A lifelong love of history
Zander's love of history runs deep. She was born and grew up in Colorado, her childhood was filled with family trips to forts, monuments and locations, and college summers spent working in the North Dakota badlands.
"We would visit North Dakota," she said. "We would go up to Fort Mandan, to the Lewis and Clark stuff. I think I could have told you who George Custer or Lewis and Clark were when I was 3 years old. My undergraduate advisor did ask my mom, 'Did you think Cecily was going to be a historian?' My mom sort of thought for a second, and then she said, 'well, she did ask us to videotape the Antiques Roadshow on PBS when she was eight, so yes.' I was pretty hardcore."
That background in history also fueled an inquisitive nature.
"When I got to school, I was reading history books that had a different narrative than the places I'd gone to see," Zander said. "I was trying to reconcile why historians think one thing versus the lived experience that I learned and seemed so different to me."
When it came time for college, Zander headed east, to Virginia and Pennsylvania. There, the historical focus is on the Civil War, battlefields of which dot the countryside.
"I kind of backed into the Civil War because I went to the University of Virginia," she said. "They didn't have a class in the West, but they had a class on the Civil War. It was an 8 a.m. class because the professor really wanted people who were serious to take the class. He starts naming all these names, and I knew them because they were in Montana or Colorado. I can actually understand where they came from.
"But it convinced me that if we treat the Civil War as the defining moment in their lives, we actually don't really understand the story. Because what their lives were before the war, they had these wars of expansion and the Indian wars and the Mexican war, and then after the war, they had these efforts to reconstruct the country and then the west. So if you actually want to understand the broader trends, you kind of have to look at the Civil War as a moment of discontinuity rather than the defining event. We have all this idea that Sherman and Sheridan learned scorched-earth tactics in the Civil War. They learned them in Florida fighting the Seminoles in the 1830s."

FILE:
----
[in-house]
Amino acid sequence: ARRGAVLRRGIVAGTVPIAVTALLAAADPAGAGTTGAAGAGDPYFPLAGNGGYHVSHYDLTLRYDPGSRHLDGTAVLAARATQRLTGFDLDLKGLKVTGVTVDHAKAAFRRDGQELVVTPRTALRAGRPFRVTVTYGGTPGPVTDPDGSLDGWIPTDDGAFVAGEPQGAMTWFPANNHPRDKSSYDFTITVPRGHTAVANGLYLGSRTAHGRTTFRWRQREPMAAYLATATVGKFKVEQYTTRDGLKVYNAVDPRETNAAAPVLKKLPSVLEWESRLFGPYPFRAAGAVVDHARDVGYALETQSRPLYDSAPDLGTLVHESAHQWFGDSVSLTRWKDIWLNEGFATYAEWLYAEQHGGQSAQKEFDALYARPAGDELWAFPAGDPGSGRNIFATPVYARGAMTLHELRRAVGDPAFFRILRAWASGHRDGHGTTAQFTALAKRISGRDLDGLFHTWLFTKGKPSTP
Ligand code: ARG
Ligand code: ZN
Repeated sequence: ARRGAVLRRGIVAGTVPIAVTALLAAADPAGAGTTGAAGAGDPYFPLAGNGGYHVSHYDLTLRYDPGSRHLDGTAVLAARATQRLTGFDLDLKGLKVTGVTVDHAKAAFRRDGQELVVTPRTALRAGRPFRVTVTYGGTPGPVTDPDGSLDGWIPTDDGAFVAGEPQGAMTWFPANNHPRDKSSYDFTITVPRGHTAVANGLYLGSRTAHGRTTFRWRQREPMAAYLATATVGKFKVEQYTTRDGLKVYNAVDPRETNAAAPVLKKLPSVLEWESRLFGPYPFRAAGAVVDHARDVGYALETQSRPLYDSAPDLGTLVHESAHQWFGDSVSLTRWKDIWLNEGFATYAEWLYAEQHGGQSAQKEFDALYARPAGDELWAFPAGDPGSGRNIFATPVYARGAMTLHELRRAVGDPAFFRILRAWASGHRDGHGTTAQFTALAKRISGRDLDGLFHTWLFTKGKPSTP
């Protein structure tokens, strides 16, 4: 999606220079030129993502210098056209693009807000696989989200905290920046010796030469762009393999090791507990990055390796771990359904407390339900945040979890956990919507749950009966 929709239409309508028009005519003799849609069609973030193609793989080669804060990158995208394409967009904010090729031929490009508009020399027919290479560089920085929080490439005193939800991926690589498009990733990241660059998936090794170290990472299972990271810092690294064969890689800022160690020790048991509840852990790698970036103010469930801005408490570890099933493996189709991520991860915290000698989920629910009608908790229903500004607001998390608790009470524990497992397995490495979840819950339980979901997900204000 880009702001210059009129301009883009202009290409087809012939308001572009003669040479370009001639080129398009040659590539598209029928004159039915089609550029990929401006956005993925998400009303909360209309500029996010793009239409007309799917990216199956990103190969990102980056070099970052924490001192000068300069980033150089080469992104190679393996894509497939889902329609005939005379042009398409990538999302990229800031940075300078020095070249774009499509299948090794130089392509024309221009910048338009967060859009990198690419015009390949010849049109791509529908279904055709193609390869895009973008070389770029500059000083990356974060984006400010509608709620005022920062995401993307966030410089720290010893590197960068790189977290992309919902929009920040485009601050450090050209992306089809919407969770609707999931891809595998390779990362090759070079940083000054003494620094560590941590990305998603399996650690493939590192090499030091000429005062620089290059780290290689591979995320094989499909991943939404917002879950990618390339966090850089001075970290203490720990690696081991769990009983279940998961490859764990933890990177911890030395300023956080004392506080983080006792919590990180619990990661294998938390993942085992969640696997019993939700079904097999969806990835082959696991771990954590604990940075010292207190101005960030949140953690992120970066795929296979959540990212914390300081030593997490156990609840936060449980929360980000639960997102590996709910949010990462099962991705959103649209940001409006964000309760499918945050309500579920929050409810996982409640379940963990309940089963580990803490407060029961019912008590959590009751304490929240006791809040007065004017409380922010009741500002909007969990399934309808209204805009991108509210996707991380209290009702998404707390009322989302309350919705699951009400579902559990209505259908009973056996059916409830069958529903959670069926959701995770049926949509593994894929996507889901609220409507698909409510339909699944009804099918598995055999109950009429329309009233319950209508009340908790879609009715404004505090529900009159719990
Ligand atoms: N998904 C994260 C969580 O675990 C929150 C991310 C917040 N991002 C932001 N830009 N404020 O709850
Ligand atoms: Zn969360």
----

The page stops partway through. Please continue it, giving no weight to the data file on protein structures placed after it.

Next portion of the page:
She earned a BA in history from the University of Virginia in 2015 and an MA (2018) and PhD (2021) in history from Pennsylvania State University, and remains a fan of Virginia basketball, Penn State football, and Colorado Rockies baseball, as well as Arsenal soccer.
After college, she landed a postdoctoral fellowship at the Center for Presidential History at SMU.
"They bring in two to three fellows every year," Zander said. "I came in with a couple of folks who did 1970s, 1980s history, and then there was me. They tend to be much more modern, but they took a chance on me. I don't know why. I guess they were having a nice day and they thought, 'try a Civil War historian at SMU.' It's two years, no obligations, just be present, be part of the community. Their goal is that you come out with a book about ready to go."
It was there that dissertation was transformed into The Army under Fire.
"Everyone there just constantly was telling me how much they loved it and how important it was," Zander said. "I felt like I had a great community to write in, which really helped, getting that positive kind of reinforcement. In grad school, you're around the same handful of people so you're hearing the same things day in and day out. Here there were other people actually interested in this, and that was nice. I think often when you're writing a book, there's a voice in your head. 'Is this just my weird hobby? Does anyone else care?' I got fortunate. Talked to LSU Press and they said we want to publish it."
Of course, Zander encountered the dilemma every author faces when writing history, be it fiction or nonfiction: when have you done enough research? The investigation is compulsive, leading down one rabbit hole after another and delaying the actual writing process.
"At a certain point you feel you have a critical mass, though I think you're always hoping you'll find that perfect quote or that line," she said. "My graduate advisor was a newspaper editor, so he has this incredible ability to pull a quote, like he knows exactly what the right thing for the story is. And I would put three or four quotes in a paragraph, and he'd be like, Cecily, just pick one."